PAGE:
Is “social selling” just one more way to distract your sales team, taking you even further away from reaching quota while consultants make a big dent in your sales budget? Or could it actually make your salespeople more effective, better at reaching hard-to-get-to prospects, able to find more sales opportunities, ultimately making their numbers?
First the bad news: LinkedIn social selling is not a quota-busting magic bullet that suddenly solves all the problems for a struggling sales force. Now the good news: companies report extremely positive results when using social selling – leveraging professional networks to establish and build trusted relationship with potential buyers – correctly.
But you don’t need to jump into the deep end without first making sure LinkedIn social selling will work for you and your team. Before you develop a full-on business case and secure budget, before you invest the time and money training and coaching your entire sales team, why not know for sure what you’re getting into in terms of resource requirements to make social selling actually work.
Will LinkedIn social selling work for you?
A successful pilot will show that you can find and engage prospects and move them toward an off-LinkedIn sales conversation or demo, and that you can do it cost-effectively and without taking too much time away from selling.
If LinkedIn social selling is going to help you reach your sales objectives, it’s got to meet three requirements:
• Your prospects are using LinkedIn. This becomes less and less of an issue everyday – especially in a complex B2B sale, but there are some target audiences that just haven’t made it to LinkedIn yet. In the five years I’ve been running LinkedIn sales and marketing programs, I’ve run across one.
• You are able to reach and engage them on LinkedIn. LinkedIn is becoming more crowded by the minute – literally. LinkedIn claims it’s seeing two new members every second. With these crowds comes the usual spam. Lazy marketers sending the same boring message to everyone. Your team must be able to cut through the noise to gain traction.
• There will be an acceptable ROI. Can you generate high quality, eventually closable, leads more cost-effectively with the help of LinkedIn?
Ultimately, success is a combination of your industry, your sales process, sales management, executive buy-in and – to a certain extent – your marketing department’s ability to lay a solid branding foundation on LinkedIn.
How the pilot works
Technically you could run a social selling pilot with one sales person (and we often do this for smaller sales teams), but there is a risk that your selected participant is either a) unusually good at adapting to social selling or b) unusually bad at it. A pilot team of a minimum three-to-five people is a safer number.
There are seven elements or activities that form a solid social selling effort, and each of these should be included in your pilot. As you ramp up the pilot, these activities can be introduced one at a time. Eventually each element, except the profile reframing, runs simultaneously.
Predictably successful social selling programs include:
• New personal profiles – reframed to make participants more appealing to customers and prospects;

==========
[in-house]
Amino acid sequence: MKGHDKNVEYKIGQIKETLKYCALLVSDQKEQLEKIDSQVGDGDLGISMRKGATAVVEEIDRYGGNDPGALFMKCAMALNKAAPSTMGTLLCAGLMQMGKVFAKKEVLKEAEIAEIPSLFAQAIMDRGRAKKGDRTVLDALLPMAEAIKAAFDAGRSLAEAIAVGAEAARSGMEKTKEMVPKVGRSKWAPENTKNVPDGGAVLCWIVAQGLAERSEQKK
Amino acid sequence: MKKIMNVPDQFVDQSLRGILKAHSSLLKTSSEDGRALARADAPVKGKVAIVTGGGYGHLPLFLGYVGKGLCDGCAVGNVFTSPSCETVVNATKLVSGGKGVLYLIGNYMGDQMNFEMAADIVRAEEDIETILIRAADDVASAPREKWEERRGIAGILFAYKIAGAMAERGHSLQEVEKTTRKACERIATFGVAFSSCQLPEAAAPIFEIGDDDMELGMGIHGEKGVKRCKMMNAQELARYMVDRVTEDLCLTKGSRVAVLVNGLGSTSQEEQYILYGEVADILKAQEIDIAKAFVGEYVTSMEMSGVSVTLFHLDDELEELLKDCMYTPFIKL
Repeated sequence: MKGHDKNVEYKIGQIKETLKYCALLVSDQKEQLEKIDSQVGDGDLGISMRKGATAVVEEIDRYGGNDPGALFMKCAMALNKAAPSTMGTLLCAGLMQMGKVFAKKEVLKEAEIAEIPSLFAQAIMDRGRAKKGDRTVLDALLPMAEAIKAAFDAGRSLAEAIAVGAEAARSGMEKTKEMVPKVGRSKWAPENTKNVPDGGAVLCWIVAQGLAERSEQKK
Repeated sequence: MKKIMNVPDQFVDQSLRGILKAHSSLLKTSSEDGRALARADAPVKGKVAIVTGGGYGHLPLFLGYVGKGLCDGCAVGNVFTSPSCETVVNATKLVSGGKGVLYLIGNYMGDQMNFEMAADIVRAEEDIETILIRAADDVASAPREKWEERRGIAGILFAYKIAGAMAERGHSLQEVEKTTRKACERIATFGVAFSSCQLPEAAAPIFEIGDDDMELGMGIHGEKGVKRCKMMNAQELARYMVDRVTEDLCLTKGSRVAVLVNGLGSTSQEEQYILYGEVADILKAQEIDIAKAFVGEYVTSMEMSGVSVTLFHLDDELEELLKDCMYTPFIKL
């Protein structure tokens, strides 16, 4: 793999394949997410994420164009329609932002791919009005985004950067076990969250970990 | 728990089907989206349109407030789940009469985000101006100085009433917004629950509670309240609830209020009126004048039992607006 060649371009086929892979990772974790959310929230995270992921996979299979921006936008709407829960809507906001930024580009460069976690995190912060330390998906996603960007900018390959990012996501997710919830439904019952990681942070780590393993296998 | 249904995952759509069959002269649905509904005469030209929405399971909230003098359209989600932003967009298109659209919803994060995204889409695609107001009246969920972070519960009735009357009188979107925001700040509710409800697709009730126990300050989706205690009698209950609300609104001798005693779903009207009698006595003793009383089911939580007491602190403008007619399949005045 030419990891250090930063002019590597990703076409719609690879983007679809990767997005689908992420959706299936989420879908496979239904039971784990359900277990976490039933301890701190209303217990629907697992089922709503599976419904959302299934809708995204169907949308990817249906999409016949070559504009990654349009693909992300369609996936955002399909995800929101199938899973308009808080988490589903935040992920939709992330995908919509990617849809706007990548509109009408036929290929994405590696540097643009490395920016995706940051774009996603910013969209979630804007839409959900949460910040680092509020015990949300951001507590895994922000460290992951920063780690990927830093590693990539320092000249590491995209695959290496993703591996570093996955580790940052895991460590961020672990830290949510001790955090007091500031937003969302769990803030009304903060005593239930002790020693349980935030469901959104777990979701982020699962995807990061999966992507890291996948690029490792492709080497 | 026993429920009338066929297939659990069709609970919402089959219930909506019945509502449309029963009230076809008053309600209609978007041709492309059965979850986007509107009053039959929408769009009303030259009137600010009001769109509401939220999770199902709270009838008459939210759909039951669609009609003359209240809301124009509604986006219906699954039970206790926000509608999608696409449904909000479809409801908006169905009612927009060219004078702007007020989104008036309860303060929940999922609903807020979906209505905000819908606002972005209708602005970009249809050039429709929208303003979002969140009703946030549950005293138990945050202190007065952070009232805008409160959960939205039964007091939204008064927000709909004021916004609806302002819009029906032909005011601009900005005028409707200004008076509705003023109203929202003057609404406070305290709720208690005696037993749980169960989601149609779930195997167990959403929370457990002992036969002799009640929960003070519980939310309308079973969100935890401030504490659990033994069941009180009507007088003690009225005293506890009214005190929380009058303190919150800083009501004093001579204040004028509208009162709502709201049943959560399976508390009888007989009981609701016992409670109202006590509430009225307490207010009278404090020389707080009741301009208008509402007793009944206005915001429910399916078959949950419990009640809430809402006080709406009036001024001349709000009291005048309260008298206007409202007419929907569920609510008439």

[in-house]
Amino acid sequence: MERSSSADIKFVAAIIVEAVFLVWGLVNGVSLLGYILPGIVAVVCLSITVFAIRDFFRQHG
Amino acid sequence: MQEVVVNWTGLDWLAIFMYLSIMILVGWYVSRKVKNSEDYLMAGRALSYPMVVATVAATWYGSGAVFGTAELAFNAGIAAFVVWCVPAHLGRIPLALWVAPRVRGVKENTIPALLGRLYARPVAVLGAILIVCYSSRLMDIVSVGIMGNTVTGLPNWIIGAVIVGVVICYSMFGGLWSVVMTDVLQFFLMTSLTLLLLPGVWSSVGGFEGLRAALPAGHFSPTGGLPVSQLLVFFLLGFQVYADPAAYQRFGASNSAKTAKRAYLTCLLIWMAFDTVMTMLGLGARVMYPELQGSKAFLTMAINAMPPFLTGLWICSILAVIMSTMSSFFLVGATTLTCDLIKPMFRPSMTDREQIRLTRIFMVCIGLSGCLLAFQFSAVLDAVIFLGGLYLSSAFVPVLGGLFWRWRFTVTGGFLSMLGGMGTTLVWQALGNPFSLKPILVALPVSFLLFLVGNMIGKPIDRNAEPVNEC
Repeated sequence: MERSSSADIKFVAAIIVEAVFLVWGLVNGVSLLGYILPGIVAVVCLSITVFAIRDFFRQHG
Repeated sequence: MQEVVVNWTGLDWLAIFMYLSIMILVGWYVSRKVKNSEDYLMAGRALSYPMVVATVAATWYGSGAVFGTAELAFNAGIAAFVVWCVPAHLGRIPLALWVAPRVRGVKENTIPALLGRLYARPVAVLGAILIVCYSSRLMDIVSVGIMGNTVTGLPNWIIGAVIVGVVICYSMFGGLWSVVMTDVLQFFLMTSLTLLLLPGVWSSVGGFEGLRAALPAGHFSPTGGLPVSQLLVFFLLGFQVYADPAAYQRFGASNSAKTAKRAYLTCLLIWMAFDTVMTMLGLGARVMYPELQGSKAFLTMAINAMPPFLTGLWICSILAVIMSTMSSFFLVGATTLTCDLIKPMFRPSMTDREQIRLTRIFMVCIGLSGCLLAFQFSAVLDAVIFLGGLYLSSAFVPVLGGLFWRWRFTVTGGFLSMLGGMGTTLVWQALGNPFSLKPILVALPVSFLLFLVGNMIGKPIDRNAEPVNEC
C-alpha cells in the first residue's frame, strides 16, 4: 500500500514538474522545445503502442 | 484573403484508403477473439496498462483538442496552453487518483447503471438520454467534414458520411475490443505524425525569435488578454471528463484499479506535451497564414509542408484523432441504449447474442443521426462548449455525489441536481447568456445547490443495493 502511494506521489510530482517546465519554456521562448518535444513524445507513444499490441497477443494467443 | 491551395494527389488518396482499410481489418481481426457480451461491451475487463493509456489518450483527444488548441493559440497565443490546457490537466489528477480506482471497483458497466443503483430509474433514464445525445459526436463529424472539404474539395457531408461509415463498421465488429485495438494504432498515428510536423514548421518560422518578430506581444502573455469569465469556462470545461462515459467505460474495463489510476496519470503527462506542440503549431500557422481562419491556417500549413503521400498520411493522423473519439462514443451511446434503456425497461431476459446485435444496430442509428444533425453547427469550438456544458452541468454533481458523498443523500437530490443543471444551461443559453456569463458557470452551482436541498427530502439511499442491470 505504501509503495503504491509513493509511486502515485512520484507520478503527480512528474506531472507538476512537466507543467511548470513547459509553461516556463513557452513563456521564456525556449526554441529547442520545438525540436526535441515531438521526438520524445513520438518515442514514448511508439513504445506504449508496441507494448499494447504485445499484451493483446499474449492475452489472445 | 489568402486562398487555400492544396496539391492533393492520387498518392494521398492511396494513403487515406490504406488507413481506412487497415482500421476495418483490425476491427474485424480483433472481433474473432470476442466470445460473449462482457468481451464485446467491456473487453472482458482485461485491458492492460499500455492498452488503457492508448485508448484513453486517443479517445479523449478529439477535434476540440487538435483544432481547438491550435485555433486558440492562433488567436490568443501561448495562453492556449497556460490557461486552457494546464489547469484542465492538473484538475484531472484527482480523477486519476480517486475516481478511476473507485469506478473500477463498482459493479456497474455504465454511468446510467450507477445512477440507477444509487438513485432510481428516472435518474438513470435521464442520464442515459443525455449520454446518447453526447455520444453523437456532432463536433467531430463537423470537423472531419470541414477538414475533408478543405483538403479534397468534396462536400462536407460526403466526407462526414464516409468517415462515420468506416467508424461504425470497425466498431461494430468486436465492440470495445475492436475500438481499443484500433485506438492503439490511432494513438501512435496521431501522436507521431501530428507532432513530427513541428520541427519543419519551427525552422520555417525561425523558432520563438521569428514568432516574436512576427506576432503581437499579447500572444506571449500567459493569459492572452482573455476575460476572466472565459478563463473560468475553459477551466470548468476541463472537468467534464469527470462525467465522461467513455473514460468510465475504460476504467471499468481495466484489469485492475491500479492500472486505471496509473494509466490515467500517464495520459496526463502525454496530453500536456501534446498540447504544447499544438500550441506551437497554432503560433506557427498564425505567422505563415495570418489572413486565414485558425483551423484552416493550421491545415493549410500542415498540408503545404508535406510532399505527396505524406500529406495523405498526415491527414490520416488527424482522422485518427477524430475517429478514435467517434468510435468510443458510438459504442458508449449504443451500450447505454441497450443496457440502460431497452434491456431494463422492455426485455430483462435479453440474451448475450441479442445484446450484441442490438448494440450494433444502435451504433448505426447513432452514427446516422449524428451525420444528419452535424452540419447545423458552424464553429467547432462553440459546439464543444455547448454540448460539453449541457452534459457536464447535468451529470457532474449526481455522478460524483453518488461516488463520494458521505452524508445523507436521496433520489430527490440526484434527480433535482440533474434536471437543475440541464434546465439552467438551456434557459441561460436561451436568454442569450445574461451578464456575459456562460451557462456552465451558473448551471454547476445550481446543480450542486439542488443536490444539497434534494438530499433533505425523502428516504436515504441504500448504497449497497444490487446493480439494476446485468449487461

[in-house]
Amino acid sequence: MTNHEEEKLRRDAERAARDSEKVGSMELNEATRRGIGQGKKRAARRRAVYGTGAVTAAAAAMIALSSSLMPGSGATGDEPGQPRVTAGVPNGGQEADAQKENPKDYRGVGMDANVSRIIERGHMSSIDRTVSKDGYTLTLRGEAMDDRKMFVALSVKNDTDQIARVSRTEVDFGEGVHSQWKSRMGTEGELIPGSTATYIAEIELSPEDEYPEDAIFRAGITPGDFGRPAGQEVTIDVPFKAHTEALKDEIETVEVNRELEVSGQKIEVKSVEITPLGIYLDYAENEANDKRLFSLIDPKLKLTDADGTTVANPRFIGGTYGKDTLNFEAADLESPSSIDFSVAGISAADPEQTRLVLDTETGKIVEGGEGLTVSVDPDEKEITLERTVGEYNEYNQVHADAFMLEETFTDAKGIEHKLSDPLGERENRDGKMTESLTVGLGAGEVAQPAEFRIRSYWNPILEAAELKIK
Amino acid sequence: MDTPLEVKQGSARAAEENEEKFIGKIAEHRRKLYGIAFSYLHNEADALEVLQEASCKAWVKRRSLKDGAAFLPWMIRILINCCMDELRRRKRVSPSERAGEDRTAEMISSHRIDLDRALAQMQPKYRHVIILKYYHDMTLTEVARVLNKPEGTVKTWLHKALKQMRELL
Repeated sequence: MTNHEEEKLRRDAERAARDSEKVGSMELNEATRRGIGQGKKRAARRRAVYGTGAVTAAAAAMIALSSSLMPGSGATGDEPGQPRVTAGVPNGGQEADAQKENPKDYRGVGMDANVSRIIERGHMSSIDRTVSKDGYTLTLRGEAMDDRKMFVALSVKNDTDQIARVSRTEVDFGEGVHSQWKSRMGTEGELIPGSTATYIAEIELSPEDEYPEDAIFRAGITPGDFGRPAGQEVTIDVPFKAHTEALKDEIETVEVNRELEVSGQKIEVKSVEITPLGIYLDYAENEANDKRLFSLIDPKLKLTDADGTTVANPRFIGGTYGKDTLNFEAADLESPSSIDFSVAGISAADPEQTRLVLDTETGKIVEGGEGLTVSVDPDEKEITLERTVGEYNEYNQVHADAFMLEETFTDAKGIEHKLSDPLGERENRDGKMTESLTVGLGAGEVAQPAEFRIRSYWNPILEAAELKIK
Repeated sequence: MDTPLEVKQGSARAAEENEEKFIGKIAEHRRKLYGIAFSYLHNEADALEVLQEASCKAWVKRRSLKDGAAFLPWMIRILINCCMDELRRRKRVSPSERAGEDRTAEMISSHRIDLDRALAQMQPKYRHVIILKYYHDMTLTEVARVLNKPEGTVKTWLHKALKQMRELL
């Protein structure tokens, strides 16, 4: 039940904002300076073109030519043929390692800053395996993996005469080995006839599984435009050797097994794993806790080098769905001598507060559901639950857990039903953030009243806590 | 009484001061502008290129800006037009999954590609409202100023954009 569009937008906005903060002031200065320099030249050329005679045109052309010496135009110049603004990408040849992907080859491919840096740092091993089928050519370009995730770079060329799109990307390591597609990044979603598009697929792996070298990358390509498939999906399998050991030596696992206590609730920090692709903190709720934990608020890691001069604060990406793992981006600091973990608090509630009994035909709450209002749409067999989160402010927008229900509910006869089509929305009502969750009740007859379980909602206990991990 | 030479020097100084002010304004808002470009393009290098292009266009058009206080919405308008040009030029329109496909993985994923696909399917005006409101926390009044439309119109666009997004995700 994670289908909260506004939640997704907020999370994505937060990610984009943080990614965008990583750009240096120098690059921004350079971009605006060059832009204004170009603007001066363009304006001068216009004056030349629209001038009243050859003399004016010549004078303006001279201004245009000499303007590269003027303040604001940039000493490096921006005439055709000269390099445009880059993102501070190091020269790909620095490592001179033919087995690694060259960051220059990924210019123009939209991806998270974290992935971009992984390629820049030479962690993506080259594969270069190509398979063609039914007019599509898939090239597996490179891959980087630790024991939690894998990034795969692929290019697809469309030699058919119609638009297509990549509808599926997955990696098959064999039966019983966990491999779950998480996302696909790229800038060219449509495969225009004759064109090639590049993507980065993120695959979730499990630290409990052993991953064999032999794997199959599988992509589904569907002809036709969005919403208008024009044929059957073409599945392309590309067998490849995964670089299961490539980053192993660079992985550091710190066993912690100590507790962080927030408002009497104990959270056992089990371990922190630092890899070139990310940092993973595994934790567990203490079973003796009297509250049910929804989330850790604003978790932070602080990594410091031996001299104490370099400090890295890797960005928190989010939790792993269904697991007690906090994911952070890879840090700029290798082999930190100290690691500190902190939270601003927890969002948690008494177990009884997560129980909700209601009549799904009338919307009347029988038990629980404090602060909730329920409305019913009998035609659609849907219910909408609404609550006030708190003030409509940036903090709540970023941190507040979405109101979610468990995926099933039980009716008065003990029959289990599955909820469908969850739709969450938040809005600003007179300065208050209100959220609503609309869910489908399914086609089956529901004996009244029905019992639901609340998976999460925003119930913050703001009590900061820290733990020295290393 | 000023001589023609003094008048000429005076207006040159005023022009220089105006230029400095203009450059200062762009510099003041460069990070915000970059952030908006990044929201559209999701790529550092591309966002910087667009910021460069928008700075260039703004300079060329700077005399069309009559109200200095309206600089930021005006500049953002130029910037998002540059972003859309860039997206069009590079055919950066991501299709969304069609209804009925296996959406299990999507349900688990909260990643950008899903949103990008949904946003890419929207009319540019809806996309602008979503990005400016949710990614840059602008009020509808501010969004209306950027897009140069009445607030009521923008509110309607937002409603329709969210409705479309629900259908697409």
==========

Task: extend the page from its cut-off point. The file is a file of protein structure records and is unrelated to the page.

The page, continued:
• Research to identify target companies and locate the appropriate individuals within those companies;
• Outreach to get connected to or engaged with the prospects;
• Use of Sales Navigator to track accounts and leads, and taking action on appropriate trigger events;
• A messaging sequence that helps prospects move toward a sales call;
• Participation in LinkedIn groups;
• High value content.
How long does it take to see results?
Not surprisingly, the amount of time it takes to begin generating interest from your prospects depends on multiple factors. The shortest successful pilot we’ve run has been four months. Six is better.
But you don’t have to wait that long to see evidence of your efforts producing valuable results.
These success indicators happen much more quickly:
• Net new connections. The ability to find the right people and get connected to them is critical, and you’ll see personal networks beginning to grow as soon as outreach begins. It can take a day or two – or even a week or a couple of months – for people to accept connection requests; but with a successful pilot you’ll see networks beginning to grow immediately.
• Profile views. As pilot participants become more active on LinkedIn, the number of people viewing their profiles goes up. This visibility is an indication that people are interested. With a paid LinkedIn account or a Sales Navigator license you’ll be able to see who those people are to know whether or not they are relevant.
• Engagement on status updates and posts. Likes and shares are another indication that you’re hitting on topics of interest; and when those likes and shares come from potential new customers, you’re that much closer to a phone call.
Ultimately, of course, you’re looking to get your salespeople in front of prospects – or at least on the phone with them; and, finally, to close a deal. In a complex selling situation, the actual close can take months, even years; so hard ROI data may lie further down the road.
If you got the idea that LinkedIn social selling for a complex sale is more involved than simply turning your sales team loose on LinkedIn, possibly with the benefit of a Sales Navigator license, you read me right! It takes a strong understanding of how LinkedIn works as a sales tool along with some structure and patience.
Susan Tatum is founding partner of The Conversion Company, an online marketing firm helping B2B companies and executives use social media to drive dramatic business results. She has spent nearly three decades marketing complex B2B products and services, and specializes in strategies to generate leads and drive new business opportunities. You can connect with Susan on LinkedIn or Twitter @susanptatum.